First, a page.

Illegal settlements without water or drainage are creeping their way up the mountainsides. The outskirts of the city are home to internal exiles in tent camps, while huge, multi-coloured villas with columns and statues are built in the centre. They are called Poppy Palaces because they are said to be financed by the drug trade. They could just as easily be financed by corruption, by war dollars.
There are more foreigners here than I expected. In the evening, they fill a few bars and a handful of overpriced restaurants. This is where you find Paddy, an Irishman who lost his British fiancée two weeks before the wedding, when her throat was cut by one of the insurgents in the Badakhshan Province.
This is also where you will find the North American feminist relief worker who, after moving to Kabul, enjoys being beaten by her lovers. This is where you find the American who builds new camps for soldiers, who keep increasing in numbers, and calls his Rottweiler his ‘honey’. This is where you find war profiteers, idealists, cynics and war junkies.
And this where you find those running away from something and those looking for something, those who have just arrived, and those who have been here far, far too long.
“You’ve moved into the death room”
War dollars have made housing prices in the safer areas of the city reminiscent of Manhattan’s, and when I move to Kabul a year later, I have to make do with a room in housing shared with relief workers.
“You’ve moved into the death room,” one of them tells me one night.
“The death room? Why is that?”
“Because it’s the room closest to the street.”
That explains the price. There is a police control post on the street just outside the house, on the other side of the wall where I lay my head each night. If someone bombs the control post, the wall will go down with it. I saw the policemen in blue on the street before I accepted the room, but I didn’t give them much thought. A beginner’s mistake.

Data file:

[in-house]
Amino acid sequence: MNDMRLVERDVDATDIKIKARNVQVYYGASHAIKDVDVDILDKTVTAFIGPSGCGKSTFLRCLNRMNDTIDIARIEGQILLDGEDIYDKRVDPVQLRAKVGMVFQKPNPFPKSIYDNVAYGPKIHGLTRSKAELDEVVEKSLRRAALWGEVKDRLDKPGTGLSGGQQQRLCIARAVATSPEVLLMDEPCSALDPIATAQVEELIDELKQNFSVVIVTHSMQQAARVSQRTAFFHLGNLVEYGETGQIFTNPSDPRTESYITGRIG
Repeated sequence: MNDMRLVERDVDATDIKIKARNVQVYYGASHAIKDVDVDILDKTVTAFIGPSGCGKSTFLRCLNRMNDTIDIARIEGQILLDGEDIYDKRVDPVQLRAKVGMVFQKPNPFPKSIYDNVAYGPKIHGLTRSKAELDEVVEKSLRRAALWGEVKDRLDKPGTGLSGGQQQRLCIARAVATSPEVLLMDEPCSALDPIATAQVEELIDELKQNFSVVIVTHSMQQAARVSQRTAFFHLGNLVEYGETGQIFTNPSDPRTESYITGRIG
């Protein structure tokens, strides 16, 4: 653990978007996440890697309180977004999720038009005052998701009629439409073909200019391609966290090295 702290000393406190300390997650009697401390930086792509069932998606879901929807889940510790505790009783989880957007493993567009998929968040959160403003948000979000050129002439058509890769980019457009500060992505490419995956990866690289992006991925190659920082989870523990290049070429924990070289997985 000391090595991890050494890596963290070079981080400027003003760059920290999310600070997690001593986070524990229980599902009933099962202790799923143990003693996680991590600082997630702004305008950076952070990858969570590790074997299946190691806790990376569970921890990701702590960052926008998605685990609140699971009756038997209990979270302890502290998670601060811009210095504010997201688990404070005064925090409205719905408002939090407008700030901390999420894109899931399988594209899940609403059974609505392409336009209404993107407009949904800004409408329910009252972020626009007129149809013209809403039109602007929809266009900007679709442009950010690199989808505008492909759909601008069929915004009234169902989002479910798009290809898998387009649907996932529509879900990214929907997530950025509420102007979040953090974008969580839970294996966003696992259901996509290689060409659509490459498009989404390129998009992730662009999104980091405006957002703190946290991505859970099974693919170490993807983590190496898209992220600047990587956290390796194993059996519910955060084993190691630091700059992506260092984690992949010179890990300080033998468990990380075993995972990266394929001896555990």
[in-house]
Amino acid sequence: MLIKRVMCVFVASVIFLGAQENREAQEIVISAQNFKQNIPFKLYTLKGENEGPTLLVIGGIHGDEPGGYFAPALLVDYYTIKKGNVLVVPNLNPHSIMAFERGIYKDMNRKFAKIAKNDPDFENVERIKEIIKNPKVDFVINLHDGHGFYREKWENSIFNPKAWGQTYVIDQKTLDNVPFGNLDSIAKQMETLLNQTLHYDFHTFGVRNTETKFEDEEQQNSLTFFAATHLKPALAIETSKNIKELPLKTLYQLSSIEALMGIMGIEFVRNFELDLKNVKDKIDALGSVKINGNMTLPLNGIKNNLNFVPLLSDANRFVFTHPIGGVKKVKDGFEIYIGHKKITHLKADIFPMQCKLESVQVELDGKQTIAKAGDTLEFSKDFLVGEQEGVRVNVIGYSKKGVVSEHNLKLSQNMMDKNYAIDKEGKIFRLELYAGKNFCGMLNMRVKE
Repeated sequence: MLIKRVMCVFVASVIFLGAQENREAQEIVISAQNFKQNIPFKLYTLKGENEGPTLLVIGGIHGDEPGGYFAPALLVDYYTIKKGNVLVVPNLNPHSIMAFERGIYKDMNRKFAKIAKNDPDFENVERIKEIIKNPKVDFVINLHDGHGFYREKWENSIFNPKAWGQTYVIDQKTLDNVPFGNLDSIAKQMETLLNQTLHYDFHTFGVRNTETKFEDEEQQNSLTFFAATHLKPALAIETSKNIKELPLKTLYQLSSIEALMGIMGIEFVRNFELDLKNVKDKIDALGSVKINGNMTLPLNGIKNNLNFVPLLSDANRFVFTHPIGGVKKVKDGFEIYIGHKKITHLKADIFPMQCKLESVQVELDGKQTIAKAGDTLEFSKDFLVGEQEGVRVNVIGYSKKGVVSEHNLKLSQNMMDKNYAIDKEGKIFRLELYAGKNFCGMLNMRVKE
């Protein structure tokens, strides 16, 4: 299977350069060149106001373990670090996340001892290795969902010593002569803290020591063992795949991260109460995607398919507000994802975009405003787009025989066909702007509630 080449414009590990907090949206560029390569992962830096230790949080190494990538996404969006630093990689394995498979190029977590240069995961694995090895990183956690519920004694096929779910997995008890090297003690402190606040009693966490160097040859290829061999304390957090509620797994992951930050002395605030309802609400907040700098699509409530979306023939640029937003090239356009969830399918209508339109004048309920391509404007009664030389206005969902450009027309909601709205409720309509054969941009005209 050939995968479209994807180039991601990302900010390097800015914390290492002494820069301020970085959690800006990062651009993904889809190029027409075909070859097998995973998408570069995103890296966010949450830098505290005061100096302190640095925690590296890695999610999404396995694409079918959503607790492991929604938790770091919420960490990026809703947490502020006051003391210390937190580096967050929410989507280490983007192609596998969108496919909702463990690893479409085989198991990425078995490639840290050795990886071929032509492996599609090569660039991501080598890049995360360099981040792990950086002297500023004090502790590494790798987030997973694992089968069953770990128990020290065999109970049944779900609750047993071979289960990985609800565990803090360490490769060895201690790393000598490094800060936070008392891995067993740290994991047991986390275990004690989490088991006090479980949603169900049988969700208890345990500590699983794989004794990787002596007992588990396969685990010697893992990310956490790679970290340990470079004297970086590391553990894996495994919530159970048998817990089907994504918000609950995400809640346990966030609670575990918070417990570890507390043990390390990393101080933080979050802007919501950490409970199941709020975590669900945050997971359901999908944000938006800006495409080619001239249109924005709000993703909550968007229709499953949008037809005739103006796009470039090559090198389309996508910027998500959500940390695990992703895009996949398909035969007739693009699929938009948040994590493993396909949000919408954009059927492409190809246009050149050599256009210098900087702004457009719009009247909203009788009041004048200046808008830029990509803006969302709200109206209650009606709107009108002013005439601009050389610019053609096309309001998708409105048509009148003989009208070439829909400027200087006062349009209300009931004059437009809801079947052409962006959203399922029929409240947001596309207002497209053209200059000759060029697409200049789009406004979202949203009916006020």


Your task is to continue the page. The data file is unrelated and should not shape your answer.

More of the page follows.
The most dangerous day of her life
They say life got better for women after the Taliban fell. In the unpaved side streets of Kabul, girls walk to school in matching school uniforms. In Parliament, 25 percent of seats are reserved for women. Women work in offices, go to university, and some play sports.
But the problems lie just below the surface. Women in politics and media receive death threats. Half of all women in prison are there for so-called moral crimes like having sex before marriage, even if it was the result of a rape, or for having run away from home, even if they are fleeing an abusive home.
Girl’s schools just outside of Kabul are bombed. Half of all girls in the country do not go to school, and only four percent attend upper secondary school. The minor progress that has been made in the cities is barely visible in the countryside, where 80 percent of the population lives.
In addition, the mother and infant mortality rate is among the highest in the world. Every half hour an Afghan woman dies in childbirth because she does not reach the clinic on time, because she is not allowed to go to the doctor, because she is anaemic and exhausted after too many births, and as a result of being given little priority her entire life.
Because the day she gives life is the most dangerous day of her life.
According to various organisations, women are at a 200 times greater risk of dying due to pregnancy complications than war-related incidents. At the same time, one in four children dies before the age of five, often due to diarrhoea and pneumonia.
“As many as 550 Afghan children under the age of five die every single day,” says a relief worker with Save the Children during an interview.